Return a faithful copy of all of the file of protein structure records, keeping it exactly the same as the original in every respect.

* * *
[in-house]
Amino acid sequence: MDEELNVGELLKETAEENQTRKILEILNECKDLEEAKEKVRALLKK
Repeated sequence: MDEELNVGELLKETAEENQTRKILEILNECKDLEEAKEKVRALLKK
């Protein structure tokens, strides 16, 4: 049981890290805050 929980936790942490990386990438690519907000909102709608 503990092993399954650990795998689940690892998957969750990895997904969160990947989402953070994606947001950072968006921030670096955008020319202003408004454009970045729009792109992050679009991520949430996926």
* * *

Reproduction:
[in-house]
Amino acid sequence: MDEELNVGELLKETAEENQTRKILEILNECKDLEEAKEKVRALLKK
Repeated sequence: MDEELNVGELLKETAEENQTRKILEILNECKDLEEAKEKVRALLKK
């Protein structure tokens, strides 16, 4: 049981890290805050 929980936790942490990386990438690519907000909102709608 503990092993399954650990795998689940690892998957969750990895997904969160990947989402953070994606947001950072968006921030670096955008020319202003408004454009970045729009792109992050679009991520949430996926």